I sat down with my Pink’s hot dog and 16-ouncer just as Glen and Don were kicking it off. The guy sitting next to me was in his late 40s, skinny and small with glasses, nerdish yet self-possessed. He was there with his buddy.

He drank one beer and it lasted him the whole concert. He kept it on the floor between his feet and in measured intervals would reach down and bring it up for a sip, often prefaced by a “cheers” with his friend.

Am I some kind of an alcoholic? Because I know it would be impossible for me to nurse 1 beer for a 2-hour concert. I only want 1 beer, but it will be gone before 3 songs.

The seats at the Forum are narrow; the guy was really close to me. By personal space rights, he could have talked to me the whole time. A testament to his character, he did not.

After my beer was gone and I was starting to say stuff like “Oh my god this is the best concert ever!” we did turn to each other, in that spontaneous manner of concertgoers in a shared state of euphoria. Now it was my turn to be cheersed.

Those of you who are my Facebook friends know what happened next: a dozen posts in a row of out-of-focus photographs of the stage, captioned with the most memorable line from yet another song everybody knows. “My Maserati does 185!” “This could be heaven or this could be hell!” It was an embarrassing burst of social networking from a person who basically never shares anything out there anymore.

It was embarrassing because it was from the heart, via the brain, altered by alcohol.

Watching these old guys and hearing the old songs, as clear and full and exciting as the day they hit the airwaves, was doing something to my psyche. Just enough years had passed that I could see my youth for what it was: The me I was then, on the cusp of sexual awakening, thinking guys in their 20s with thick moustaches were cute, wondering what it would be like to feel their stiff whiskers brush my lips.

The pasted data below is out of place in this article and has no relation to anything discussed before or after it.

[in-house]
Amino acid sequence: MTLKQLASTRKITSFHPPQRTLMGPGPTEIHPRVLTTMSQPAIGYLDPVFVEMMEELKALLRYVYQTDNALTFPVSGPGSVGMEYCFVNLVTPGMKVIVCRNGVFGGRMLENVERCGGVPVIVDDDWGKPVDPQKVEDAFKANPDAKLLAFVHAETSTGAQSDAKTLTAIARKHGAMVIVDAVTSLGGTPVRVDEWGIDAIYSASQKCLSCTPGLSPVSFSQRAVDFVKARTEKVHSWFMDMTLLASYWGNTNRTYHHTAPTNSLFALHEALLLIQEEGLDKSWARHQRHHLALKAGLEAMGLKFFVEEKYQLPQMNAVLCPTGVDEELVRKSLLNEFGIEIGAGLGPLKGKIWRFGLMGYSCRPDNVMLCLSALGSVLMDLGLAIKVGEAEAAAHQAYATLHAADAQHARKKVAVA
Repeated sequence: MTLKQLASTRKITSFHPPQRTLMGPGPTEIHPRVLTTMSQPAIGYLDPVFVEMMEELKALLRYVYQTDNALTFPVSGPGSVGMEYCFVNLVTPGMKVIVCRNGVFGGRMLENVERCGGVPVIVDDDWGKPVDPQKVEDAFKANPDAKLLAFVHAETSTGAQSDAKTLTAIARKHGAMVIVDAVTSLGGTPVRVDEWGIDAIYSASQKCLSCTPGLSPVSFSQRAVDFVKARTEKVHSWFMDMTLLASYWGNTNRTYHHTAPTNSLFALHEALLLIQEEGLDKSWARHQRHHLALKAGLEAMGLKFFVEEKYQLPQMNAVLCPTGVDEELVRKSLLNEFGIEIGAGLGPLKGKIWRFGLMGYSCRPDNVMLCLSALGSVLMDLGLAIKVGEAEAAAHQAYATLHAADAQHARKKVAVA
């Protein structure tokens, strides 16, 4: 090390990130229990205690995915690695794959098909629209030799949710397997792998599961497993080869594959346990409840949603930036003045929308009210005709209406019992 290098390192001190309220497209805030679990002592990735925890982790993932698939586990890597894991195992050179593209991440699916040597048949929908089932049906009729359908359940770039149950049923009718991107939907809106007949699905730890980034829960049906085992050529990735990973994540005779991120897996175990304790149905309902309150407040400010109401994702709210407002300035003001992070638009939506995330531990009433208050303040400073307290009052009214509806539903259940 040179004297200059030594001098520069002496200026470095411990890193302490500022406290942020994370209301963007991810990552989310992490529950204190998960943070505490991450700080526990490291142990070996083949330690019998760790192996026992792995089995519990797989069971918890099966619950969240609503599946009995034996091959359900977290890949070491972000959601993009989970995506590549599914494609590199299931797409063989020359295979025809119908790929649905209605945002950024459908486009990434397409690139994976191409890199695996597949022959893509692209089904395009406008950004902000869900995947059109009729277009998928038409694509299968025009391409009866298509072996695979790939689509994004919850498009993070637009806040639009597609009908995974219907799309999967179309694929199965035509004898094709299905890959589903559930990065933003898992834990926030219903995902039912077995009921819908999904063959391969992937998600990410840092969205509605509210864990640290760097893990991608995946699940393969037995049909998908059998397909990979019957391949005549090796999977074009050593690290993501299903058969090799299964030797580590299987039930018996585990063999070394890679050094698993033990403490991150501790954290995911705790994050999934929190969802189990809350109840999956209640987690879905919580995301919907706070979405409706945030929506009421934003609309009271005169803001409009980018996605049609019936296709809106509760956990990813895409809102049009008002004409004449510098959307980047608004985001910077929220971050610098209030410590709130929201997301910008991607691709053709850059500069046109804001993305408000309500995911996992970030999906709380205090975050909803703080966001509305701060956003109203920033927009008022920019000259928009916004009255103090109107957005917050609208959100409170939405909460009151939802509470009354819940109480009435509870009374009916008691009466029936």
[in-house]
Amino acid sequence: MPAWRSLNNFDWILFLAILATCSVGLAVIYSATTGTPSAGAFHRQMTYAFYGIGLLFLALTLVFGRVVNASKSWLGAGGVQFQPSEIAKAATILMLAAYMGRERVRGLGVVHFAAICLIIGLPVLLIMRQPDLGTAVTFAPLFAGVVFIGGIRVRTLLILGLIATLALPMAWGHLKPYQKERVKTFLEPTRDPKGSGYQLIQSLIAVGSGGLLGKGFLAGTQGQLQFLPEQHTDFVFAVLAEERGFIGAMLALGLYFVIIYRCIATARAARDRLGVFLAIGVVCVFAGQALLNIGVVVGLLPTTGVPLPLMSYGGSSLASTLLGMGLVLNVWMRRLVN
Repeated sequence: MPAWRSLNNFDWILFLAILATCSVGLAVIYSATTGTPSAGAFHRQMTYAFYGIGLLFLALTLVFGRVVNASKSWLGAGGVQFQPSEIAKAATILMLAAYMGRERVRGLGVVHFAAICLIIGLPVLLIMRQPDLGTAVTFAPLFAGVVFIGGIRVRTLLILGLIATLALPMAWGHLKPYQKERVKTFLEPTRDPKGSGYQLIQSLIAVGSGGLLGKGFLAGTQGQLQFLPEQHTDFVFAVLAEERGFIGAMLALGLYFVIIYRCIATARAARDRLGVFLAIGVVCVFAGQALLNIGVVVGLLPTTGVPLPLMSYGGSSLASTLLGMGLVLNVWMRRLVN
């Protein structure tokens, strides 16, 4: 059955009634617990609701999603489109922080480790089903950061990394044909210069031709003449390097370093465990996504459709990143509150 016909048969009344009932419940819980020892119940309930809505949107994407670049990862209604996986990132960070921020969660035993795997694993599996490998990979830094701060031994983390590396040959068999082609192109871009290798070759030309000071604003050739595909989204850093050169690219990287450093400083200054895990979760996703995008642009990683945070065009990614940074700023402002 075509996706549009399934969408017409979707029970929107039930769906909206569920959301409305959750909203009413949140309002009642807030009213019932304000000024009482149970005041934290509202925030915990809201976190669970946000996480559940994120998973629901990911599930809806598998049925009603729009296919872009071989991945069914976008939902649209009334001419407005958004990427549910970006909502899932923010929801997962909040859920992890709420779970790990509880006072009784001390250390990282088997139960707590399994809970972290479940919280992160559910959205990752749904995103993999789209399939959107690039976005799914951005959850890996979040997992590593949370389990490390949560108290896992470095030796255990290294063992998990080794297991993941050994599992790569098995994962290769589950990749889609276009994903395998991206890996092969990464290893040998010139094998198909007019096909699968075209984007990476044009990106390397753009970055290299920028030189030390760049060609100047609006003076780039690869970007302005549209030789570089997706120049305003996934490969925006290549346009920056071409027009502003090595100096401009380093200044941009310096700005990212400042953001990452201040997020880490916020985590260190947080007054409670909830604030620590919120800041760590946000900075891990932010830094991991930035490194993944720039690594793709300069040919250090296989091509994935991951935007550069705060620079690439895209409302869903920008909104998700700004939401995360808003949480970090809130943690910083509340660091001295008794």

Followed, of course, by all the crap that happened. The guys turned out to be dicks. Glen and Don were probably dicks too. But all of a sudden, it didn’t matter. Everything I did, everything that was done to me, I regretted none of it.

At the intermission I waited outside in the clinging South LA fog for the port-a-potties. I had to go so bad I wasn’t sure I’d make it. My buzz was starting to wane. “You’d think they’d spring for a few more johns,” came a gravelly voice behind me. She was short, 5 foot nothing, her face creased and tan, long straight brown hair, losing the battle for dominance with the gray. She could’ve been my babysitter, back in the day.

I asked her if she’d seen them before. “Oh yeah,” she said, “I saw ‘em in San Diego back in ’75.”

“What was that like?” I asked.

Her eyes crinkled with mischief and I saw the 17 year old she must’ve been. “A lot drinking, partying. A lot of fun.”

I forgive you, hippies. I forgive you Glen and Don. I forgive you babysitters, and babysitters’ boyfriends. You may have let me down, but you also taught me to love beauty, and that pleasure is an art, and that there is more to life than money.